Chained variables

Templates and variablesVariable typesChained variables

Chained variables, also called linked variables or nested variables, are query variables with one or more other variables in their variable query. This page explains how chained variables work and provides links to example dashboards that use chained variables.

Chained variable queries are different for every data source, but the premise is the same for all. You can use chained variable queries in any data source that allows them.

Extremely complex linked templated dashboards are possible, 5 or 10 levels deep. Technically, there is no limit to how deep or complex you can go, but the more links you have, the greater the query load.

Grafana Play dashboard examples

The following Grafana Play dashboards contain fairly simple chained variables, only two layers deep. To view the variables and their settings, click Dashboard settings (gear icon) and then click Variables. Both examples are expanded in the following section.

Examples explained

Variables are useful to reuse dashboards, dynamically change what is shown in dashboards. Chained variables are especially useful to filter what you see.

Create parent/child relationship in variable, sort of a tree structure where you can select different levels of filters.

The following sections explain the linked examples in the dashboards above in depth and builds on them. While the examples are data source-specific, the concepts can be applied broadly.

Graphite example

In this example, you have several applications. Each application has a different subset of servers. It is based on the Graphite Templated Nested.

Now, you could make separate variables for each metric source, but then you have to know which server goes with which app. A better solution is to use one variable to filter another. In this example, when the user changes the value of the app variable, it changes the dropdown options returned by the server variable. Both variables use the Multi-value option and Include all option, allowing users to select some or all options presented at any time.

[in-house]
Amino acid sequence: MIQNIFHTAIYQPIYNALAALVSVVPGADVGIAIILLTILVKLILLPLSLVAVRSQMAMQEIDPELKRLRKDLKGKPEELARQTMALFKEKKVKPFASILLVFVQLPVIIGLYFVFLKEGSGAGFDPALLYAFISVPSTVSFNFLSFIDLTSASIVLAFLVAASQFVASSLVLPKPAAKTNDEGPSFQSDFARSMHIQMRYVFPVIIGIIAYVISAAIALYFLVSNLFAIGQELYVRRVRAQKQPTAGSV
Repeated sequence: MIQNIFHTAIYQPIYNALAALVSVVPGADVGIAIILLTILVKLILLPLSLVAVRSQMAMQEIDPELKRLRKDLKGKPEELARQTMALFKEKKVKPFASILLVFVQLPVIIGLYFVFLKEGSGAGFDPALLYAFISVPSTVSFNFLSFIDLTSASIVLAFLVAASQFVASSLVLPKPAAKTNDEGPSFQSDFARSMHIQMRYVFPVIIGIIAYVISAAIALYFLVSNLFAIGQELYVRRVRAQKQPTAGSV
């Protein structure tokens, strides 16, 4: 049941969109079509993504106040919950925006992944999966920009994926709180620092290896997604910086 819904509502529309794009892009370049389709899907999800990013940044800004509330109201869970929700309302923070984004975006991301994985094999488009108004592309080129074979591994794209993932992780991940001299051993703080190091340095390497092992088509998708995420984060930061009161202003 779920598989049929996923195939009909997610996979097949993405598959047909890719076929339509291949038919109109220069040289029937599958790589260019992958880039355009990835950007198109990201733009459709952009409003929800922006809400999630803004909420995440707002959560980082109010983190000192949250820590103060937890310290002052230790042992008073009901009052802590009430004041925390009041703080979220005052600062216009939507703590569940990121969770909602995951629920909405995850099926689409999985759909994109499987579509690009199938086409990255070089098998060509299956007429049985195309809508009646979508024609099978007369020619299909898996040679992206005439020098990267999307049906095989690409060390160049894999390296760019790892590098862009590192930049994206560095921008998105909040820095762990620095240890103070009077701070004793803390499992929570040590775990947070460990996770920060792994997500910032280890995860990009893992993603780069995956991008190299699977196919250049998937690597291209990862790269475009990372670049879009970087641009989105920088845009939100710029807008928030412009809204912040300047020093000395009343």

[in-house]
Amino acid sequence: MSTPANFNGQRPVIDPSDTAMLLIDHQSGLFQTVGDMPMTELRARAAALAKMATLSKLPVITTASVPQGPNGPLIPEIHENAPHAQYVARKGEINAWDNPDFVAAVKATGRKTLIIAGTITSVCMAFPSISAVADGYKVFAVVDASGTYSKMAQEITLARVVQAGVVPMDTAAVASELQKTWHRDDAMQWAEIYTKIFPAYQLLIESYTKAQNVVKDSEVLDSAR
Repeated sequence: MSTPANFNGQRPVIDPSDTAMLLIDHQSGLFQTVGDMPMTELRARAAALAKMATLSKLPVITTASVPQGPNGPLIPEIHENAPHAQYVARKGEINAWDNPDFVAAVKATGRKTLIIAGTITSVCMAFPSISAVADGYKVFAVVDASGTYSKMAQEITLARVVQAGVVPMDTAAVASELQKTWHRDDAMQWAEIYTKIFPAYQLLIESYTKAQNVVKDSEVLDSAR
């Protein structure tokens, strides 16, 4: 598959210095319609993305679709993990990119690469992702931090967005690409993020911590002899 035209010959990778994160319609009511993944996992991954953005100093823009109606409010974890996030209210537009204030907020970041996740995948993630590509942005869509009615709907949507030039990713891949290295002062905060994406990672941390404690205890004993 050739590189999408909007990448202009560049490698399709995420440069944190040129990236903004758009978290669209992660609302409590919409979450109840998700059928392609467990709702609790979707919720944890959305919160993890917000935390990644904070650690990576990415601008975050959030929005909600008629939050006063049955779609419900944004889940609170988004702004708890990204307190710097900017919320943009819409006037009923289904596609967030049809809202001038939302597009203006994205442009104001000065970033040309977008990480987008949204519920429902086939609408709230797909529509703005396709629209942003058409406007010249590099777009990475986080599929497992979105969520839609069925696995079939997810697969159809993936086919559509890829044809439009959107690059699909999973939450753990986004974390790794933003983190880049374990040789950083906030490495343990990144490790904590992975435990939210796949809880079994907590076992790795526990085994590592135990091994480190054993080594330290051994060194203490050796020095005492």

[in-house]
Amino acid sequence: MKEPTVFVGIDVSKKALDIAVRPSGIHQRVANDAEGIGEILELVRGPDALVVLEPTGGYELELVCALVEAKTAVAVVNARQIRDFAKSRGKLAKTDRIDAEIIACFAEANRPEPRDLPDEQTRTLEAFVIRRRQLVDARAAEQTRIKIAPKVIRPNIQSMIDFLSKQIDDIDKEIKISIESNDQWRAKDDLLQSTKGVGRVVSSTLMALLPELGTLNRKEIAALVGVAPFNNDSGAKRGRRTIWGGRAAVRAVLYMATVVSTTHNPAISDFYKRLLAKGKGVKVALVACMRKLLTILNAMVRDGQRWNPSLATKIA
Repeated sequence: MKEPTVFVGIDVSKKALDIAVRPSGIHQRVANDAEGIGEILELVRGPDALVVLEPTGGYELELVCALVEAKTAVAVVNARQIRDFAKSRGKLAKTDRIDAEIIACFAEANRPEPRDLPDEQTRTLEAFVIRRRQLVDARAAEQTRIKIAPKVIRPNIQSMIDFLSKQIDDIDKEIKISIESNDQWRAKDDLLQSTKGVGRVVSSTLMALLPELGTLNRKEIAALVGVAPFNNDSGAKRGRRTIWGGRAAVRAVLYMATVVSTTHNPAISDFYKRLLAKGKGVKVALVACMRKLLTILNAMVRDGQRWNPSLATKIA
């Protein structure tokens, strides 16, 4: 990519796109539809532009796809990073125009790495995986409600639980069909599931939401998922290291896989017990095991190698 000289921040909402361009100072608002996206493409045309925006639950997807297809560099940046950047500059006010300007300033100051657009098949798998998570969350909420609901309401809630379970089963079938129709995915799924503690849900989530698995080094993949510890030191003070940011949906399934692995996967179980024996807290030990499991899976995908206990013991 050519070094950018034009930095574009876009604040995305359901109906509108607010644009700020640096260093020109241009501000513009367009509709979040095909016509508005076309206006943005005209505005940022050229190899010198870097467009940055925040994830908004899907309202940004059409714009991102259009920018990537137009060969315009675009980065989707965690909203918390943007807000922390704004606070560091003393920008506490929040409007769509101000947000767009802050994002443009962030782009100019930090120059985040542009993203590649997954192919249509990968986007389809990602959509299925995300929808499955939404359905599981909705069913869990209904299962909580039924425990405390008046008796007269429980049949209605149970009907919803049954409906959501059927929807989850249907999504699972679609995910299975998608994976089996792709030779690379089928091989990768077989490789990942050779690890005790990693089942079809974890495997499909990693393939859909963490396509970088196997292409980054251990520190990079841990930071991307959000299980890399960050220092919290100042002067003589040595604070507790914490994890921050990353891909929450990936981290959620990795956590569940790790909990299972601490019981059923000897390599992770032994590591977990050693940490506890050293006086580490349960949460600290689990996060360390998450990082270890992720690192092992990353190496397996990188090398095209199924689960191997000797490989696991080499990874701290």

app variable

The query for this variable basically says, “Give me all the applications that exist.”

apps.*

The values returned are backend, country, fakesite, and All.

server variable

The query for this variable basically says, “Give me all servers for the currently chosen application.”

apps.$app.*

If the user selects backend, then the query changes to:

apps.backend.*

The query returns all servers associated with backend, including backend_01, backend_02, and so on.

If the user selects fakesite, then the query changes to:

apps.fakesite.*

The query returns all servers associated with fakesite, including web_server_01, web_server_02, and so on.

More variables

Note: This example is theoretical. The Graphite server used in the example does not contain CPU metrics.

The dashboard stops at two levels, but you could keep going. For example, if you wanted to get CPU metrics for selected servers, you could copy the server variable and extend the query so that it reads:

apps.$app.$server.cpu.*

This query basically says, “Show me the CPU metrics for the selected server.”

Depending on what variable options the user selects, you could get queries like:

apps.backend.backend_01.cpu.*
apps.{backend.backend_02,backend_03}.cpu.*
apps.fakesite.web_server_01.cpu.*

InfluxDB example

In this example, you have several data centers. Each data center has a different subset of hosts. It is based on the InfluxDB Templated.